I remember when I bought my first computer, registered with America Online and got my first email address. I dialed up and logged in to see if I had even one email from someone who had joined me in the email revolution. It was so exciting hearing that familiar, “You’ve got mail!” Remember that feeling? That’s how it felt back then.
Fast forward over 20 years later and I frequently cringe when I’m working and Microsoft Outlook’s chime alerts me to yet another message. Reading, sorting, filing, forwarding and replying to emails has claimed more of my time than I ever expected it would. I’m communicating on behalf of my clients; I’m organizing events; I’m collaborating with virtual team members; I subscribe to numerous newsletters and email courses. In short, email has become not just a part of my day; it is my day.
Over the years, our discontent with email’s increasing demands on our time has peaked. In 2012 Halston Housing Trust claimed they would be discontinuing internal emails by 2014. (I wonder how that worked out.)
In 2013, as reported by Men’s Health, after tracking the email habits of seven company executives, researchers determined 80 percent of the messages sent were wasteful. And in 2014, Entrepreneur reported that most of us use email poorly, wasting even more time and requiring multiple replies and over-explanation.
In response to the burden email has placed on our time, there’s a growing list of tips and applications promising to alleviate some of our frustration and lead us back to productivity. The goal to achieve “inbox zero” (which isn’t really about having zero messages in your inbox) is real for many, but for most unattainable. Perhaps these tips and applications might get you closer to it.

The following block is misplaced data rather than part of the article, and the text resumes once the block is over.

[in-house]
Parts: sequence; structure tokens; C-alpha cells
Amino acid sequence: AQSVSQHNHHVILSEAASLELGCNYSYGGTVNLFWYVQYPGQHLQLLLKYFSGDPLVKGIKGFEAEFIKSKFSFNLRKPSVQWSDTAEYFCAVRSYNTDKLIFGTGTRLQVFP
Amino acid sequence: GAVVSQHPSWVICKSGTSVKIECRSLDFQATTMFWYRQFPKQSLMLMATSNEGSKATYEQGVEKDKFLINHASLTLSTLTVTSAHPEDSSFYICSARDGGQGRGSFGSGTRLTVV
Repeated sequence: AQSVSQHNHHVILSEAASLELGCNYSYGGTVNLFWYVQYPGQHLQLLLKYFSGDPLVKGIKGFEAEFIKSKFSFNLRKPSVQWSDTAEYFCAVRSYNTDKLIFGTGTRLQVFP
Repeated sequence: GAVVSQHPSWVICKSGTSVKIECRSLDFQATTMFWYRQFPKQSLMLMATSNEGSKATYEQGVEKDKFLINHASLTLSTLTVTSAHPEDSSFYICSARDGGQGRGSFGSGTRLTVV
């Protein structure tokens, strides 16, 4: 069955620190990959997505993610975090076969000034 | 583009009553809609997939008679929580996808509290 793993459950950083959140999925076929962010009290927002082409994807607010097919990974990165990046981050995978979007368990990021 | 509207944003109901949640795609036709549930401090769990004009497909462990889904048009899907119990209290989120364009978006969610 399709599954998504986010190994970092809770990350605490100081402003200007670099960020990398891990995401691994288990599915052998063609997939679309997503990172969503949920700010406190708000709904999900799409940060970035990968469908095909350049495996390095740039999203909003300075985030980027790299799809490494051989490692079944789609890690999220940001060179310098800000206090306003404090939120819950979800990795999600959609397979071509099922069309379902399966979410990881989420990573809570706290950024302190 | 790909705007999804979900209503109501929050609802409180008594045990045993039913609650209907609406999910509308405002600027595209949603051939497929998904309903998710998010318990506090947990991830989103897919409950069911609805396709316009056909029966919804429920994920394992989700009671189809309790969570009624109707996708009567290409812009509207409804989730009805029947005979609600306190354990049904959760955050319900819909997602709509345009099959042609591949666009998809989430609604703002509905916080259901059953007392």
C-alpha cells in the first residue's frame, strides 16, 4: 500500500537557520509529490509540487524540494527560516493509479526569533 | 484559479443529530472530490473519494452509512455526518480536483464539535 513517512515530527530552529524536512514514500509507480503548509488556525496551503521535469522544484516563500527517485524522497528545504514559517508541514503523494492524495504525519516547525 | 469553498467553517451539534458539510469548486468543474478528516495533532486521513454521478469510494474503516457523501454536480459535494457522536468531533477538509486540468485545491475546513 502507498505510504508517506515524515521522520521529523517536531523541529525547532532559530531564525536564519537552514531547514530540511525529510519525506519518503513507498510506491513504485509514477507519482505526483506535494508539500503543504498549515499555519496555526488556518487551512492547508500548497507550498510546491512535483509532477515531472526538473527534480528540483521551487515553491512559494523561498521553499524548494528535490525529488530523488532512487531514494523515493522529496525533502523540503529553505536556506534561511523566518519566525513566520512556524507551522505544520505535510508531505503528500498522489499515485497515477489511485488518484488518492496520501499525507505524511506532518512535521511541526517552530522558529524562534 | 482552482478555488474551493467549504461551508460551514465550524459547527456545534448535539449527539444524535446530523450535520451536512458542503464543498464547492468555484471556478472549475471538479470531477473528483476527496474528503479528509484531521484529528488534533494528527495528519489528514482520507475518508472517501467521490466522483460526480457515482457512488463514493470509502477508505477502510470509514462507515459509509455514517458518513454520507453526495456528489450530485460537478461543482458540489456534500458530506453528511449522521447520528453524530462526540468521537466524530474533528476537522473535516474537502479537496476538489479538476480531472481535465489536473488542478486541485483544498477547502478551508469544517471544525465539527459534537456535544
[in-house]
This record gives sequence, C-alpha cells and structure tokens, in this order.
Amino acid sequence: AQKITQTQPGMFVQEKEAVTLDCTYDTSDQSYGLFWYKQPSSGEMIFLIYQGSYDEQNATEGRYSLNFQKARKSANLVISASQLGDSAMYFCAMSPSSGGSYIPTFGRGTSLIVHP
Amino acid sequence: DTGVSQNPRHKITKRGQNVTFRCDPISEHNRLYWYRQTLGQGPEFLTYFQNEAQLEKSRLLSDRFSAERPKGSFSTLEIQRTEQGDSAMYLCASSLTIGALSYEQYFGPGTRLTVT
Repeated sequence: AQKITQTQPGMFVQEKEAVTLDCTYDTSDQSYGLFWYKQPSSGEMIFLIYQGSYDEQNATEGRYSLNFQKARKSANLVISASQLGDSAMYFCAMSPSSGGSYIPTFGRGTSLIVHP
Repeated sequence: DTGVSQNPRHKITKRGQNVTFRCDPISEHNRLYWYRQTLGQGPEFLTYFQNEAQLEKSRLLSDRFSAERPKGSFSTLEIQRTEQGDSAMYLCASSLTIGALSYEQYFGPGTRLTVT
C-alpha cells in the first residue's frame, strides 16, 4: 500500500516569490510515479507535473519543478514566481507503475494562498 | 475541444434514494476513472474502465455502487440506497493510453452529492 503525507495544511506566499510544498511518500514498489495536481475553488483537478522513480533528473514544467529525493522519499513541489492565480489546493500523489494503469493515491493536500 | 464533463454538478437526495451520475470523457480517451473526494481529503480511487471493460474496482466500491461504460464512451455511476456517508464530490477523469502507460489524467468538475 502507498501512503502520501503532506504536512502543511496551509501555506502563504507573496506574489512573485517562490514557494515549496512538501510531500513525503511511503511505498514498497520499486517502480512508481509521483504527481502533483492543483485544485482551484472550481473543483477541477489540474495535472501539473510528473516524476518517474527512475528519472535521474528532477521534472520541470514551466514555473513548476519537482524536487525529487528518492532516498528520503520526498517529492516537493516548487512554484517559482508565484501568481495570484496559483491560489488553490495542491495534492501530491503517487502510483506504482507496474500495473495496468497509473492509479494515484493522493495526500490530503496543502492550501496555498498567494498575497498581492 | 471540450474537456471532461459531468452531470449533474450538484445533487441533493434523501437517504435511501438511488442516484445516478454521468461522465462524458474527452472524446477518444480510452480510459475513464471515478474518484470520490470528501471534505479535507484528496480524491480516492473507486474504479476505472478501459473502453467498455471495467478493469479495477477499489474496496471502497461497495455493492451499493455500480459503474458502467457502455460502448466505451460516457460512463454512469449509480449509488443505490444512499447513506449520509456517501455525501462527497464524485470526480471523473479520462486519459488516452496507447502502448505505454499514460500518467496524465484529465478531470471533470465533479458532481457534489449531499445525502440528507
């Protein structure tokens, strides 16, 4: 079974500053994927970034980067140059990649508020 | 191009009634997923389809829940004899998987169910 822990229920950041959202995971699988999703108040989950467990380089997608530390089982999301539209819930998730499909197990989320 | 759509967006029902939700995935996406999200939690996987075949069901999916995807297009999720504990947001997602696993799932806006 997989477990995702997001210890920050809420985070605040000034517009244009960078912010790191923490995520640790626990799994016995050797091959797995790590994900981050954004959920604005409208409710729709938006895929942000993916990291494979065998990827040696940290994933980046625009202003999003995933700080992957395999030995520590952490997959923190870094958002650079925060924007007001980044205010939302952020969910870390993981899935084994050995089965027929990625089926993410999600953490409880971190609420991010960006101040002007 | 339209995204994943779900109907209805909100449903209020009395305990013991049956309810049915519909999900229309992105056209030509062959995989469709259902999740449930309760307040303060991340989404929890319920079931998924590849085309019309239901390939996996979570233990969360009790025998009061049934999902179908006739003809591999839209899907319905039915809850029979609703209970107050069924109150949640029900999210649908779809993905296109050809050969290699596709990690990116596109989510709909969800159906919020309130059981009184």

Learn some new tricks. If you collaborate on projects with several people, take advantage of applications made just for such communications and project management. One of my favorites is Trello and my clients have come to love it. No more digging for emails on a topic. Everything related to a project (all comments, file links, notes) is in one place and quicker to reference.
If you use Microsoft Outlook for email, modify your Send/Receive settings so that you aren’t interrupted as frequently. I used to have mine check for new email every 5 minutes. Now I’ve set separate Send/Receive schedules for my personal and business email addresses. Personal email is fetched every 3 hours and business email every 30 minutes. Far less interruptions during work hours.
Applications like Mailstrom promise to help you power through thousands of emails in just a few clicks.
Think about who you are cc’ing. If no one else needs to take action, leave them off the list.
Remove emails from your smartphone. No, not all of them. But think about what email addresses you don’t need access to all day long, and stop letting them interrupt your day. I still have an old Comcast email address that I rarely check; that email can wait.
If there’s nothing to say, don’t reply. Just don’t.
How are you taming your inbox? Is email driving you crazy?
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